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Scientists reveal the surprising reason behind the collapse of the Mayan civilization

Researchers conducted the study at Lake Chichancanab in Mexico’s Yucatán Peninsula, where the Maya civilization flourished.
Researchers conducted the study at Lake Chichancanab in Mexico’s Yucatán Peninsula, where the Maya civilization flourished. (CREDIT: Creative Commons)

The drought severity during the collapse of the Maya civilization about 1,000 years ago has been measured, offering more evidence to understand the downfall of this ancient society.


Nick Evans, a PhD student in Cambridge’s Department of Earth Sciences and the paper’s first author, mentioned, “The role of climate change in the collapse of Classic Maya civilization is somewhat controversial, partly because previous records are limited to qualitative reconstructions.” This implies that previous research lacked quantitative data.


 
 

Researchers from the University of Cambridge and the University of Florida conducted the study at Lake Chichancanab in Mexico’s Yucatán Peninsula, where the Maya civilization flourished. They used a novel method to measure different isotopes of water trapped in gypsum, a mineral formed during droughts when water levels drop.



Their findings, published in the journal Science, indicate a significant decrease in annual precipitation by 41% to 54% compared to present-day levels during the Maya civilization’s collapse. Moreover, peak drought conditions saw reductions of up to 70% in rainfall, along with a decline in relative humidity by 2% to 7%.


 
 

Evans noted the study’s significance, saying, “Our study represents a substantial advance as it provides statistically robust estimates of rainfall and humidity levels during the Maya downfall.”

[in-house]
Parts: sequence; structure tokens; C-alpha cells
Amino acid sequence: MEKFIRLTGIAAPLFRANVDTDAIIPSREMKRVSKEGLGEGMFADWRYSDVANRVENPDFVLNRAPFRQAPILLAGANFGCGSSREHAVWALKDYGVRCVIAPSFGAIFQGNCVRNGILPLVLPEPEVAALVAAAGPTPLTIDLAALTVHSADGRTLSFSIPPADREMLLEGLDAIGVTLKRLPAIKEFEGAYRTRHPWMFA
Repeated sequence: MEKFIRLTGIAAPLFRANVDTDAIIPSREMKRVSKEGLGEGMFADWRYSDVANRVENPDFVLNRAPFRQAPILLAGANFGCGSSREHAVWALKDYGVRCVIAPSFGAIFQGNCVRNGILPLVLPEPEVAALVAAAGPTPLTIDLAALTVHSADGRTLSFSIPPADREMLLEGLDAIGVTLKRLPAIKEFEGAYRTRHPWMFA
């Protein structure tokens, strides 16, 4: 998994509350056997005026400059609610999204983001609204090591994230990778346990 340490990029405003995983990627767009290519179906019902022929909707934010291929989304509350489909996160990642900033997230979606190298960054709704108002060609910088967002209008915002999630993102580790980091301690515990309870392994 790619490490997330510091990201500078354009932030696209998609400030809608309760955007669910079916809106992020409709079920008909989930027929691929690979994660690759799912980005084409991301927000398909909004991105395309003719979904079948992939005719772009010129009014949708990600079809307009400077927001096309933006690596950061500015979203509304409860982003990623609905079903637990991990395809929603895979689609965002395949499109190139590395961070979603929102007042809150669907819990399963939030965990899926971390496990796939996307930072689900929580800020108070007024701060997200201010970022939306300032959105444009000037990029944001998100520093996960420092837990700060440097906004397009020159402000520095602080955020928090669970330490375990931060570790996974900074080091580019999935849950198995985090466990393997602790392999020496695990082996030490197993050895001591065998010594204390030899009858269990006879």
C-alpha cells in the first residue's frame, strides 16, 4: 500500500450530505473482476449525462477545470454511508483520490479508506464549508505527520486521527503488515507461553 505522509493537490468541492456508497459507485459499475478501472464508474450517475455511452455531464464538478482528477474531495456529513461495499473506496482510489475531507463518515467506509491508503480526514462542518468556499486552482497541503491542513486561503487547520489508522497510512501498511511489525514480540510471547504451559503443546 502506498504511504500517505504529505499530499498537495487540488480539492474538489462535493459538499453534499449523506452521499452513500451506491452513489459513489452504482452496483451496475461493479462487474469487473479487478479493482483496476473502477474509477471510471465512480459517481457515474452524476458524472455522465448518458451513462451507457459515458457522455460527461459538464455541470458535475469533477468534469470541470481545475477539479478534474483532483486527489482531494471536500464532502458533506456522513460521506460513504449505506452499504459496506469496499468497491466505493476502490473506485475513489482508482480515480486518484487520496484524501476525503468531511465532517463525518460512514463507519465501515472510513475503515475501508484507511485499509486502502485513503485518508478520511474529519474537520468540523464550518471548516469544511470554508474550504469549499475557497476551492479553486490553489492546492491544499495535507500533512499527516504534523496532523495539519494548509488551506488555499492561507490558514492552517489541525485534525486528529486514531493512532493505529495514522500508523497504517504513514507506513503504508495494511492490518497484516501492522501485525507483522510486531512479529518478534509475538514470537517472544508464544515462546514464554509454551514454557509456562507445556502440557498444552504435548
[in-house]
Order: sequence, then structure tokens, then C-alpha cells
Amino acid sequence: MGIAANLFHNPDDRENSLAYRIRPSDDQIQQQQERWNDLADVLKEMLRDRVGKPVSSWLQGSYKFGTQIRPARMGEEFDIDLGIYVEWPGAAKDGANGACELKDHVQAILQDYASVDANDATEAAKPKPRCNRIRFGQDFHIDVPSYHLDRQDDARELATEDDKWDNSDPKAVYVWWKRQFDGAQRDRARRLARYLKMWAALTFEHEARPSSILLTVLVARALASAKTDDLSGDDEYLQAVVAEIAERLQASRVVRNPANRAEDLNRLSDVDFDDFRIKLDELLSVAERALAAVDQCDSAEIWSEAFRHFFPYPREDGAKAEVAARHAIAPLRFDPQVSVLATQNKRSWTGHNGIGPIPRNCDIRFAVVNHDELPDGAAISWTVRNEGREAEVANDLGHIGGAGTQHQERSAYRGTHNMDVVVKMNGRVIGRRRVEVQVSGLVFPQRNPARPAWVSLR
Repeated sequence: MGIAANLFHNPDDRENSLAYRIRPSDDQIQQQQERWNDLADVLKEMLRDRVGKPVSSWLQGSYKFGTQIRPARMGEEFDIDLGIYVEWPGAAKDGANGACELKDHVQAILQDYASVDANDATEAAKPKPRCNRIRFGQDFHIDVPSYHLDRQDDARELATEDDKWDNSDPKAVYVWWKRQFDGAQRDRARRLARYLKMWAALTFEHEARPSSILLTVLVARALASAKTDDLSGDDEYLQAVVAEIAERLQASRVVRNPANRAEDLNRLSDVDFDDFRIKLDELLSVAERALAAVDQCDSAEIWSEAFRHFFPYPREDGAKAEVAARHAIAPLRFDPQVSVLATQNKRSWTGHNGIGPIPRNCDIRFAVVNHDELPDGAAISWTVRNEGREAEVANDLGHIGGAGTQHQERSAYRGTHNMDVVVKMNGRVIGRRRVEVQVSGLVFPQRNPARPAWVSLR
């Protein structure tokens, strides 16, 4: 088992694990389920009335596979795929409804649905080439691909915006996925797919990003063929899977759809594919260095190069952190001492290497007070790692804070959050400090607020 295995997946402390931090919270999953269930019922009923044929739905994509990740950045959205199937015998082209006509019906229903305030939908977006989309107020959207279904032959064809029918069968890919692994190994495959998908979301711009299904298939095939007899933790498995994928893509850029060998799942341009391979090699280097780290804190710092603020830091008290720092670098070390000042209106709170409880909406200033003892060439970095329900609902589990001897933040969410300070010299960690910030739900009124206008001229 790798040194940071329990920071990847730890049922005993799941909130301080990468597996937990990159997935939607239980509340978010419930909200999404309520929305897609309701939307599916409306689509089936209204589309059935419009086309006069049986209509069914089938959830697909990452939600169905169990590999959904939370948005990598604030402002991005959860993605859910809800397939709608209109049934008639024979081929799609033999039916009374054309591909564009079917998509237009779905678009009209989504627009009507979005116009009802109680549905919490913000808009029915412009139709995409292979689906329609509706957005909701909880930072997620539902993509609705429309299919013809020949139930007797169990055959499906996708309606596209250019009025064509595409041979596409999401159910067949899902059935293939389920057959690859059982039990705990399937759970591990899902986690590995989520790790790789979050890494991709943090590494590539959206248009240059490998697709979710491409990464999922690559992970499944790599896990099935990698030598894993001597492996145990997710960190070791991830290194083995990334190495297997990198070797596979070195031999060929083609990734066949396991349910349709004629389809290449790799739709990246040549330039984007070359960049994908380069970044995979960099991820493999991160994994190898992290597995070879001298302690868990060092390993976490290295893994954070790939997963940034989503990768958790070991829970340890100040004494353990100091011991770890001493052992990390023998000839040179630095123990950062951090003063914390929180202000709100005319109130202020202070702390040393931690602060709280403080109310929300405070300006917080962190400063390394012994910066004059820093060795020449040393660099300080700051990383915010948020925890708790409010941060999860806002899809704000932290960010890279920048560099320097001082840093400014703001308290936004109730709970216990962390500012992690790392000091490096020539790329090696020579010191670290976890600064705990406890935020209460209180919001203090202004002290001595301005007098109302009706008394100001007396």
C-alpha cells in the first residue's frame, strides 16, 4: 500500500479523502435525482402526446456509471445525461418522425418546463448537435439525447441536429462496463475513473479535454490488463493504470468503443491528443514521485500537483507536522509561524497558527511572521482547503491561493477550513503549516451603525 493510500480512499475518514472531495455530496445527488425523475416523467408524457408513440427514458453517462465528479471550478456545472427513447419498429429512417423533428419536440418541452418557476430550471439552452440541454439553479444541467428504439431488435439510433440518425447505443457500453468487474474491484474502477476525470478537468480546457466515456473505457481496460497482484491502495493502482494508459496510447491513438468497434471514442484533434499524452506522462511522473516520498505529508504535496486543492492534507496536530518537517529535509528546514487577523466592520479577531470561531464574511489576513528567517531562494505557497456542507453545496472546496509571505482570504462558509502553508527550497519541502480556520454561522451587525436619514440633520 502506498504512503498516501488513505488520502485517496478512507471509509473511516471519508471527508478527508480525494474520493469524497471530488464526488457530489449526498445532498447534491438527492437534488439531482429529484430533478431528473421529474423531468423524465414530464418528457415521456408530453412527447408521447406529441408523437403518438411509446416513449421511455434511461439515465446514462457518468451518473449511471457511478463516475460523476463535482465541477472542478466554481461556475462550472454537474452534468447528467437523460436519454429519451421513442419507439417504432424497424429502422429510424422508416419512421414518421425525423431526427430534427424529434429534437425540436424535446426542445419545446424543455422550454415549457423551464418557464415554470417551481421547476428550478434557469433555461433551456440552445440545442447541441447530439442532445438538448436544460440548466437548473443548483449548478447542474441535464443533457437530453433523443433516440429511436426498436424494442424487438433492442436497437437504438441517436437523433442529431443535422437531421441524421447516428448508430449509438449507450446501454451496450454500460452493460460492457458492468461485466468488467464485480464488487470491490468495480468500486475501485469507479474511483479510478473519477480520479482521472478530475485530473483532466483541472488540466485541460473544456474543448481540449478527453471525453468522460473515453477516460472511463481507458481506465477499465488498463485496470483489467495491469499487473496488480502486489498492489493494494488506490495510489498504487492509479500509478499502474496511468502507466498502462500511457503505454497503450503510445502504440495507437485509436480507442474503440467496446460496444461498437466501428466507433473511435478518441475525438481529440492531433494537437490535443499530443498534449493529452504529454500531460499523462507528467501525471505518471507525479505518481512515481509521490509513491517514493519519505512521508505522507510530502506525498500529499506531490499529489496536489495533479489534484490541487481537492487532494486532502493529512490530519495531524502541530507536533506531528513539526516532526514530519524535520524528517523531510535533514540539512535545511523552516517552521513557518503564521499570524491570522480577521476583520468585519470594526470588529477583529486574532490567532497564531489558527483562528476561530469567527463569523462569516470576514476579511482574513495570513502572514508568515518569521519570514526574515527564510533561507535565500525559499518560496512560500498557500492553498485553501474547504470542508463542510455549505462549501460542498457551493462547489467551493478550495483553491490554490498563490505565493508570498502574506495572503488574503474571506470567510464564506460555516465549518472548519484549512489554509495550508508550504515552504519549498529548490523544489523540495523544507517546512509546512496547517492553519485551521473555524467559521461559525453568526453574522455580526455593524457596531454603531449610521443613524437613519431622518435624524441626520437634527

The Classic Maya civilization spanned from 250 CE to 800 CE, characterized by monumental architecture, intellectual achievements, and city-state growth.


 

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However, during the 9th century, a political collapse occurred, leading to the abandonment of limestone cities and the end of dynasties, although the Maya people continued to exist, albeit with diminished political and economic power.


Various theories exist regarding the causes of the Maya collapse, including invasion, war, environmental degradation, and disrupted trade routes. However, climate records from the period suggest a correlation with an extended drought, as evidenced by Professor David Hodell's research in 1995.


 
 

Hodell and his team applied a new method to estimate the extent of this drought by analyzing the isotopes of water trapped within gypsum from Lake Chichancanab. This method allowed them to reconstruct hydrological conditions during the Maya collapse period.



The researchers measured oxygen and hydrogen isotopes within the gypsum's crystal structure, reflecting changes in rainfall and relative humidity between 800 and 1000 CE. Evans likened this method to "measuring the water itself," emphasizing its accuracy.


 
 

During droughts, lakes like Chichancanab experience increased evaporation, causing heavier isotopes to dominate the water composition. By analyzing the isotopic composition within each layer of gypsum, the researchers constructed a model to estimate past changes in rainfall and humidity.


Water isotopes during drought periods compared to modern water isotopes of Lake Chichancanab.
Water isotopes during drought periods compared to modern water isotopes of Lake Chichancanab. (CREDIT: Science)

This quantitative climate data could help predict how droughts affected Maya agriculture, particularly the yields of staple crops like maize.


 
 

The research received support from the European Research Council, showcasing the collaborative efforts of institutions in unraveling the mysteries surrounding the collapse of the Maya civilization.





For more science stories check out our New Discoveries section at The Brighter Side of News.


 

Note: Materials provided above by the The Brighter Side of News. Content may be edited for style and length.


 
 

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